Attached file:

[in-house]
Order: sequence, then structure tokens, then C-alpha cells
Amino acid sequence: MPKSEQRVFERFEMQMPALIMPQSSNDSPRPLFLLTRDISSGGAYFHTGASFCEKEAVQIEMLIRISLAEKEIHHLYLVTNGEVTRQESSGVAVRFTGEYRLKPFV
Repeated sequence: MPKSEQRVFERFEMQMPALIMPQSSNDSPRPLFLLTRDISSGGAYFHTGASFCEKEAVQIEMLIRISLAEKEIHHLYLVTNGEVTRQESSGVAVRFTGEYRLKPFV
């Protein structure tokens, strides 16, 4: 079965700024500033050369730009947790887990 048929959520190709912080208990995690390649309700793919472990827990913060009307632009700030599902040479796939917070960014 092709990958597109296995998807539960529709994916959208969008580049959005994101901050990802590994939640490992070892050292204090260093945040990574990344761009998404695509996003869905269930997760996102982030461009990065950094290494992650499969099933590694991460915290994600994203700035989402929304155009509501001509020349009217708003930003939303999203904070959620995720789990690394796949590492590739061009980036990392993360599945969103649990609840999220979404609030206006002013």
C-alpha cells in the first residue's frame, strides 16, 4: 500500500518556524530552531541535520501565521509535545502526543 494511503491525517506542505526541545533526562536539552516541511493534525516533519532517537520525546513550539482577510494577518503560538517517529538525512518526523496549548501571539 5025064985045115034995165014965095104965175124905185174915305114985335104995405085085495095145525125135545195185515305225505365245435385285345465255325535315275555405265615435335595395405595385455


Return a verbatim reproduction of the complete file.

[in-house]
Order: sequence, then structure tokens, then C-alpha cells
Amino acid sequence: MPKSEQRVFERFEMQMPALIMPQSSNDSPRPLFLLTRDISSGGAYFHTGASFCEKEAVQIEMLIRISLAEKEIHHLYLVTNGEVTRQESSGVAVRFTGEYRLKPFV
Repeated sequence: MPKSEQRVFERFEMQMPALIMPQSSNDSPRPLFLLTRDISSGGAYFHTGASFCEKEAVQIEMLIRISLAEKEIHHLYLVTNGEVTRQESSGVAVRFTGEYRLKPFV
């Protein structure tokens, strides 16, 4: 079965700024500033050369730009947790887990 048929959520190709912080208990995690390649309700793919472990827990913060009307632009700030599902040479796939917070960014 092709990958597109296995998807539960529709994916959208969008580049959005994101901050990802590994939640490992070892050292204090260093945040990574990344761009998404695509996003869905269930997760996102982030461009990065950094290494992650499969099933590694991460915290994600994203700035989402929304155009509501001509020349009217708003930003939303999203904070959620995720789990690394796949590492590739061009980036990392993360599945969103649990609840999220979404609030206006002013």
C-alpha cells in the first residue's frame, strides 16, 4: 500500500518556524530552531541535520501565521509535545502526543 494511503491525517506542505526541545533526562536539552516541511493534525516533519532517537520525546513550539482577510494577518503560538517517529538525512518526523496549548501571539 5025064985045115034995165014965095104965175124905185174915305114985335104995405085085495095145525125135545195185515305225505365245435385285345465255325535315275555405265615435335595395405595385455